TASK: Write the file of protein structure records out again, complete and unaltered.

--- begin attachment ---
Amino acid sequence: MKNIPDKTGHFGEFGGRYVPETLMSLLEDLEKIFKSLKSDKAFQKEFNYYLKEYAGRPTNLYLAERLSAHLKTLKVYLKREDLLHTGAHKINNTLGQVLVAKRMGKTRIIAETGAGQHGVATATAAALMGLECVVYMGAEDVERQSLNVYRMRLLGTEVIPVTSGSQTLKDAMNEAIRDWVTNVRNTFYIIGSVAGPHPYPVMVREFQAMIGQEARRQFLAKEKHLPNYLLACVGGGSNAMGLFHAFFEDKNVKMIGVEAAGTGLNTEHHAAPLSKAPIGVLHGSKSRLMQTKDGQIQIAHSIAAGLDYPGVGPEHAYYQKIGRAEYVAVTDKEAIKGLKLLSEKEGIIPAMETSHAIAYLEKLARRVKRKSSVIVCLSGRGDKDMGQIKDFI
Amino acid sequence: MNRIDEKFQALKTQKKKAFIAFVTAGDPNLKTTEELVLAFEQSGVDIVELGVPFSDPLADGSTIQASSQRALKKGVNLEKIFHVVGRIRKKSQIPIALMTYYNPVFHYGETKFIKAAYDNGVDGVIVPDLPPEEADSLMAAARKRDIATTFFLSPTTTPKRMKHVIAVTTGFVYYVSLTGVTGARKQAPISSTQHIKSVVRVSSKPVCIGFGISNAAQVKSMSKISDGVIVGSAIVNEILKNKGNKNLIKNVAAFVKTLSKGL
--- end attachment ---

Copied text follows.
Amino acid sequence: MKNIPDKTGHFGEFGGRYVPETLMSLLEDLEKIFKSLKSDKAFQKEFNYYLKEYAGRPTNLYLAERLSAHLKTLKVYLKREDLLHTGAHKINNTLGQVLVAKRMGKTRIIAETGAGQHGVATATAAALMGLECVVYMGAEDVERQSLNVYRMRLLGTEVIPVTSGSQTLKDAMNEAIRDWVTNVRNTFYIIGSVAGPHPYPVMVREFQAMIGQEARRQFLAKEKHLPNYLLACVGGGSNAMGLFHAFFEDKNVKMIGVEAAGTGLNTEHHAAPLSKAPIGVLHGSKSRLMQTKDGQIQIAHSIAAGLDYPGVGPEHAYYQKIGRAEYVAVTDKEAIKGLKLLSEKEGIIPAMETSHAIAYLEKLARRVKRKSSVIVCLSGRGDKDMGQIKDFI
Amino acid sequence: MNRIDEKFQALKTQKKKAFIAFVTAGDPNLKTTEELVLAFEQSGVDIVELGVPFSDPLADGSTIQASSQRALKKGVNLEKIFHVVGRIRKKSQIPIALMTYYNPVFHYGETKFIKAAYDNGVDGVIVPDLPPEEADSLMAAARKRDIATTFFLSPTTTPKRMKHVIAVTTGFVYYVSLTGVTGARKQAPISSTQHIKSVVRVSSKPVCIGFGISNAAQVKSMSKISDGVIVGSAIVNEILKNKGNKNLIKNVAAFVKTLSKGL